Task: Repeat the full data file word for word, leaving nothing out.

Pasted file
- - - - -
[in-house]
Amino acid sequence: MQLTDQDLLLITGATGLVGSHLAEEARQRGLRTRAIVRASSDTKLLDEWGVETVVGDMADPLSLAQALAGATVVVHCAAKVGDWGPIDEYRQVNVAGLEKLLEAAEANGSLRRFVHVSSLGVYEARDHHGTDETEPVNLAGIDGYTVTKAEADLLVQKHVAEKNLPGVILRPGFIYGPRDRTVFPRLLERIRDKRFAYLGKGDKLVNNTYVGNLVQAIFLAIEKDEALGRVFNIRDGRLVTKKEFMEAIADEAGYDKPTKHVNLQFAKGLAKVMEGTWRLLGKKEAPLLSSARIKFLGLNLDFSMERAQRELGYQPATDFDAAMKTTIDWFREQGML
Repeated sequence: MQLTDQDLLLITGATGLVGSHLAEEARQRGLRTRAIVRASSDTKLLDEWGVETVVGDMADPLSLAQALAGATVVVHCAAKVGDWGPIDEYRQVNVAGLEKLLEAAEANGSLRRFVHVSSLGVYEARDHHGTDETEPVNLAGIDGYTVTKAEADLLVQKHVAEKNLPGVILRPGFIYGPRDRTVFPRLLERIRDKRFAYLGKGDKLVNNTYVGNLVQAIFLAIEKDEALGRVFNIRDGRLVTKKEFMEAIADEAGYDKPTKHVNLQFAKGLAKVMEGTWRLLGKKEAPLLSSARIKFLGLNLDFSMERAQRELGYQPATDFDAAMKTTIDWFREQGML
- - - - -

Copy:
[in-house]
Amino acid sequence: MQLTDQDLLLITGATGLVGSHLAEEARQRGLRTRAIVRASSDTKLLDEWGVETVVGDMADPLSLAQALAGATVVVHCAAKVGDWGPIDEYRQVNVAGLEKLLEAAEANGSLRRFVHVSSLGVYEARDHHGTDETEPVNLAGIDGYTVTKAEADLLVQKHVAEKNLPGVILRPGFIYGPRDRTVFPRLLERIRDKRFAYLGKGDKLVNNTYVGNLVQAIFLAIEKDEALGRVFNIRDGRLVTKKEFMEAIADEAGYDKPTKHVNLQFAKGLAKVMEGTWRLLGKKEAPLLSSARIKFLGLNLDFSMERAQRELGYQPATDFDAAMKTTIDWFREQGML
Repeated sequence: MQLTDQDLLLITGATGLVGSHLAEEARQRGLRTRAIVRASSDTKLLDEWGVETVVGDMADPLSLAQALAGATVVVHCAAKVGDWGPIDEYRQVNVAGLEKLLEAAEANGSLRRFVHVSSLGVYEARDHHGTDETEPVNLAGIDGYTVTKAEADLLVQKHVAEKNLPGVILRPGFIYGPRDRTVFPRLLERIRDKRFAYLGKGDKLVNNTYVGNLVQAIFLAIEKDEALGRVFNIRDGRLVTKKEFMEAIADEAGYDKPTKHVNLQFAKGLAKVMEGTWRLLGKKEAPLLSSARIKFLGLNLDFSMERAQRELGYQPATDFDAAMKTTIDWFREQGML